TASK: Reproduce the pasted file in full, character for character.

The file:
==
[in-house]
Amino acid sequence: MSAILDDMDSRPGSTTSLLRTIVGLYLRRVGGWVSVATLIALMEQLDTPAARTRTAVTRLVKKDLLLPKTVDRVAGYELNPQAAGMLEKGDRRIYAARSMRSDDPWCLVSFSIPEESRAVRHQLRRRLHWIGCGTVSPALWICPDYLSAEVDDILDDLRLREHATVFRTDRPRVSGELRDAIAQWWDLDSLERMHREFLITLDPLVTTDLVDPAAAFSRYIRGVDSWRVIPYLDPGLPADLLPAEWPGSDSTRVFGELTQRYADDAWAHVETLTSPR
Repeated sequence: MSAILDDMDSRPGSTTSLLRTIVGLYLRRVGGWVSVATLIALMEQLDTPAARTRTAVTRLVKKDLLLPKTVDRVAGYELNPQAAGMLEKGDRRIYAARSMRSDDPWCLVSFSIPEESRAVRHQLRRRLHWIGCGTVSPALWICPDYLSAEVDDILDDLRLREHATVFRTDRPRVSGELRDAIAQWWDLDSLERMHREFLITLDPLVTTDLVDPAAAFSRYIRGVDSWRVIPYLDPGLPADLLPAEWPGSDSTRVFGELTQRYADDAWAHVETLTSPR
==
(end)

[in-house]
Amino acid sequence: MSAILDDMDSRPGSTTSLLRTIVGLYLRRVGGWVSVATLIALMEQLDTPAARTRTAVTRLVKKDLLLPKTVDRVAGYELNPQAAGMLEKGDRRIYAARSMRSDDPWCLVSFSIPEESRAVRHQLRRRLHWIGCGTVSPALWICPDYLSAEVDDILDDLRLREHATVFRTDRPRVSGELRDAIAQWWDLDSLERMHREFLITLDPLVTTDLVDPAAAFSRYIRGVDSWRVIPYLDPGLPADLLPAEWPGSDSTRVFGELTQRYADDAWAHVETLTSPR
Repeated sequence: MSAILDDMDSRPGSTTSLLRTIVGLYLRRVGGWVSVATLIALMEQLDTPAARTRTAVTRLVKKDLLLPKTVDRVAGYELNPQAAGMLEKGDRRIYAARSMRSDDPWCLVSFSIPEESRAVRHQLRRRLHWIGCGTVSPALWICPDYLSAEVDDILDDLRLREHATVFRTDRPRVSGELRDAIAQWWDLDSLERMHREFLITLDPLVTTDLVDPAAAFSRYIRGVDSWRVIPYLDPGLPADLLPAEWPGSDSTRVFGELTQRYADDAWAHVETLTSPR